Glass Buildings

A New Foundation for Construction Data

The competitive advantage unlocked by element level data in construction

Construction data today

Many industries have successfully used data to streamline operations and reduce waste and risk, and they’ve done so by harnessing data on the building blocks of their business: Retail tracks at the SKU level, digital mapping relies on GPS coordinates and Major League Baseball measures the velocity, position and break of every pitch. The opportunity for construction lies in systematically monitoring and measuring all the constituent elements: each individual plumbing sleeve, façade panel or embed installed on a jobsite.

Element-level construction data holds the key to the next phase of evolution in the industry. Turning every PT cable and embed into a data point that reflects its quality, schedule and location creates a universal vocabulary. This breaks down silos of information between project participants to create a common, measurable standard for construction for quality, performance, schedule, speed, conformance and how exposure is managed.


Projects have become more complex, which means investors, owners, real estate developers and general contractors increasingly need tools that enable them to track—and make sense of—performance as well as risk exposure.


Doing so, however, hinges on being able to effectively gather and use information. There is a lot of documentation in construction, but data is creeping slowly into the industry from different sides, from safety and procurement to operations & maintenance and market transactions. We have very little non-financial data about the business of construction itself. 


Why existing data reporting falls short

Access to accurate project data remains a stumbling block across the industry. Data today is often as opaque as a concrete pour—it can’t be broken down into its constituent parts, so you have to take it as it is.  In addition, most data in the industry is self-reported and siloed. In many cases, elements that have been installed are merely spot-checked, not verified in a complete, systematic way.

At the company level, management is saddled with understanding variables ranging from location to building type, latent liabilities and warranty claims, all of which make it difficult to understand company-wide performance or dig into root causes.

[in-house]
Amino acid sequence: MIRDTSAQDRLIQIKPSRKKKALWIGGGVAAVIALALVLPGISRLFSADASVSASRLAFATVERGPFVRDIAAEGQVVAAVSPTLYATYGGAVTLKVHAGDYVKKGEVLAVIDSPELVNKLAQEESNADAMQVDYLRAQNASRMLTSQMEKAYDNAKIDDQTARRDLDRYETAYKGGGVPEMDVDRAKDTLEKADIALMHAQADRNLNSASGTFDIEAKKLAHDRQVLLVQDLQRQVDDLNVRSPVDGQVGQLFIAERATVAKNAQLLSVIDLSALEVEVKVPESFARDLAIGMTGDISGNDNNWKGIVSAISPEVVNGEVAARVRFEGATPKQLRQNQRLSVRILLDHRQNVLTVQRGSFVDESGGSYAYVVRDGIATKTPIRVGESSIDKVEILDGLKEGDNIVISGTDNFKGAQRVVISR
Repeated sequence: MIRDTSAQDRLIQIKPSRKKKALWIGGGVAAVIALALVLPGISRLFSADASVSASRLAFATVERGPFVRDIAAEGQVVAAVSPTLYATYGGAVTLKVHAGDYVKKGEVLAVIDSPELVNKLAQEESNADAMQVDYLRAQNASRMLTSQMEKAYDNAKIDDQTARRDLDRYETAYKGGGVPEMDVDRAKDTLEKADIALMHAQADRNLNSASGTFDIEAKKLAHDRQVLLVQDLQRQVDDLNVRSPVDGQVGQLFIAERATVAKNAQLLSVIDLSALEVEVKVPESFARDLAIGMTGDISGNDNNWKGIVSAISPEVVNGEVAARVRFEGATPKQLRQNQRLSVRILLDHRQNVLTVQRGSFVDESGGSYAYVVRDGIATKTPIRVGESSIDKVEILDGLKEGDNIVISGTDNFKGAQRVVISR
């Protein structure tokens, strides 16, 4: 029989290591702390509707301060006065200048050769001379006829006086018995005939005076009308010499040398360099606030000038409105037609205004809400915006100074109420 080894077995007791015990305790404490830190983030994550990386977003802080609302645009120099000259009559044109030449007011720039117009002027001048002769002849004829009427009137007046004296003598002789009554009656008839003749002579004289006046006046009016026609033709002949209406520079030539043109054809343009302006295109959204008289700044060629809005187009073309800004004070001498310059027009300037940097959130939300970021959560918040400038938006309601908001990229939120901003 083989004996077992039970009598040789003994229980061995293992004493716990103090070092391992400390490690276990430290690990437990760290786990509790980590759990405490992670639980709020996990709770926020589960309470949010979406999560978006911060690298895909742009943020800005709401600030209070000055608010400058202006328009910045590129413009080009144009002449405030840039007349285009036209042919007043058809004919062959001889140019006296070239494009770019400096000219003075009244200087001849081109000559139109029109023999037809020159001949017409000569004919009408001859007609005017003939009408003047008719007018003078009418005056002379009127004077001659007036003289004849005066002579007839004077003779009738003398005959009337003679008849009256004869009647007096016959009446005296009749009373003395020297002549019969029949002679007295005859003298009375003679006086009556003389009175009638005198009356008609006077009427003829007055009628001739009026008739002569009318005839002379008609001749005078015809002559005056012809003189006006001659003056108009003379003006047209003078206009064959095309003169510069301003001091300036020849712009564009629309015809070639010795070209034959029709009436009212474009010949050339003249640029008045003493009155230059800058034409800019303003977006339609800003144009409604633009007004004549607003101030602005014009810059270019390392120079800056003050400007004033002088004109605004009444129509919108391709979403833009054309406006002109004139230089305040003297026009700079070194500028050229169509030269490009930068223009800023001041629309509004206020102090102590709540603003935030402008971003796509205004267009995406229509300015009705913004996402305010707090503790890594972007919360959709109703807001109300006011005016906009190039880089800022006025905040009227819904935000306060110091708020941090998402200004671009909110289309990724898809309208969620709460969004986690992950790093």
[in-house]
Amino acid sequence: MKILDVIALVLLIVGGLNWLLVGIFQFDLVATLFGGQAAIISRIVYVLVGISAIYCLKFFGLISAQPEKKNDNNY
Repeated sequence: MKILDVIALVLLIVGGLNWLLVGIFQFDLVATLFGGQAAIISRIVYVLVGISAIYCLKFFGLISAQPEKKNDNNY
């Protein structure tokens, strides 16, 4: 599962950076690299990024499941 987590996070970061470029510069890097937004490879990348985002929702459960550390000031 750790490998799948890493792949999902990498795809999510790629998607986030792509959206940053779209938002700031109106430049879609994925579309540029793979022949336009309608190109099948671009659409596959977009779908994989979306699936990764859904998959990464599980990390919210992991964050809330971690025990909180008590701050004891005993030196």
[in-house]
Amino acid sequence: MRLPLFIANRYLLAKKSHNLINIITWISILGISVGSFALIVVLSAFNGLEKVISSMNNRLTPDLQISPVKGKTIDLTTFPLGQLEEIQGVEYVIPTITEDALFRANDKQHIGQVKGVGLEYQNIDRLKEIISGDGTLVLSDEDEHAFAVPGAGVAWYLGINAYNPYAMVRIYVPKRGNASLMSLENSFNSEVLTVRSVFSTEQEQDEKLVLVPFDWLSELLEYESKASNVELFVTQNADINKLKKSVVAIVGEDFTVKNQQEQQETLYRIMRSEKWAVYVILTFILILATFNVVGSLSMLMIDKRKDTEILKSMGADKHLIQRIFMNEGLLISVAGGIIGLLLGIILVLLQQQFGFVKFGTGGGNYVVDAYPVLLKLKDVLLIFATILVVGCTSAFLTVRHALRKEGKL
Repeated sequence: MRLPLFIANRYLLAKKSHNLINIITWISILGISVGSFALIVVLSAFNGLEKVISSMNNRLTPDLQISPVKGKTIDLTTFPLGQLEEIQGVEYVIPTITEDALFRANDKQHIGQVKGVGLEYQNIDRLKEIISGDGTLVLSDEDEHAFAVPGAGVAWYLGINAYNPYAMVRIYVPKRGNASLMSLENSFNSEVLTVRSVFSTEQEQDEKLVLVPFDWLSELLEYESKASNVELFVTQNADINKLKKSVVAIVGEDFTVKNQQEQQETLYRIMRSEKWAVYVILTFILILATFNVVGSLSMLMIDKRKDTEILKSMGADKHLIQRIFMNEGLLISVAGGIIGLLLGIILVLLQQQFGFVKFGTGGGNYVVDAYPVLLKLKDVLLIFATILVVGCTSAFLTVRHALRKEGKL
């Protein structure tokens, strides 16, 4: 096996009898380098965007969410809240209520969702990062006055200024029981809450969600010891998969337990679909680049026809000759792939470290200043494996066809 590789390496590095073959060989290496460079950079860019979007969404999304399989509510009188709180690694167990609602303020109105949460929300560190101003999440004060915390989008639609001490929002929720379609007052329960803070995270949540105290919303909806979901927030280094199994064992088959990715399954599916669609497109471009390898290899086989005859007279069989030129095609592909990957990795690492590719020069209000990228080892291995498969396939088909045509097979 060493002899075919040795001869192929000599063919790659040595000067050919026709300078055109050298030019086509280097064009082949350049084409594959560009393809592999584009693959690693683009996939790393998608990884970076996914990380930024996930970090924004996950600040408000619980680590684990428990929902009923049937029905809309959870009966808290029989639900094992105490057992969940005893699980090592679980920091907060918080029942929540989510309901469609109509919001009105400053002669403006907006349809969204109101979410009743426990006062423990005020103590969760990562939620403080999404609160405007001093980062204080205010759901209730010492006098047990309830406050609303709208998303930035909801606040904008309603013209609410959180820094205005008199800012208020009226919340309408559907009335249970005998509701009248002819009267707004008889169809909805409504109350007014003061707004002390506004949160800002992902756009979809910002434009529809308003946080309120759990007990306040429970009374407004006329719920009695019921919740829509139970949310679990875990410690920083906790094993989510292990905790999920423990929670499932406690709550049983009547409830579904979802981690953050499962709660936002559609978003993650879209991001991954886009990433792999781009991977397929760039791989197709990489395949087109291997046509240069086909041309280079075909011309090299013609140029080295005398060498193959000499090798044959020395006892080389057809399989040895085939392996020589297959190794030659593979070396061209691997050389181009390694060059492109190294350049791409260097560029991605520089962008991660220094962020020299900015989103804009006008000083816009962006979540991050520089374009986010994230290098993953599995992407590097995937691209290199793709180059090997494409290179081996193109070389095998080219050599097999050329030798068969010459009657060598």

This means that the perspective today’s data provides about what is happening on site is incomplete, biased and a lagging indicator at best. And while the volume of available project data has doubled over the last three years, three in 10 industry leaders surveyed by Autodesk say that more than half their data is bad and that 14% of all rework is caused by bad data. Given the prevalence of rework on jobsites today, that amounts to a significant impact.


On top of that, most of the data we have today is in the BIM model, but it’s an open-loop system—it points the field in the right direction but fails to connect between design and installation. By tracking the installation of each element using new tools, the loop is closed, enriching planning data with systematically verified as-built information that makes the data useful not just for the life of the project but also for the life of the asset. 

How digital construction verification is completing the equation

Digital construction verification (DCV) leverages technology to identify and categorize each individual element in the project plans in order to systematically verify that each element is installed correctly in the field, during—not after—installation.


Element-level DCV provides real-time data, feedback and actionable insights to reveal patterns that help managers uncover errors, prioritize fixes and make better decisions about everything from the subcontractors they choose to how they enable better coordination between trades. It closes the loop with the field, enabling trades to improve on the job and reduce rework as they are installing,, while providing a system of record recording the actual as-built conditions. 


Data analysis from more than $10 billion in construction projects—from high-rise commercial to multifamily residential, from cast in place (CIP) and wood frame buildings to specialty construction—has uncovered insights into trade performance that affect projects today, serve as leading indicators for overall project performance, and determine the exposure and direction of the business.

Keep reading to learn more about what we found, why it  matters and how to make the most of construction data today and in the future.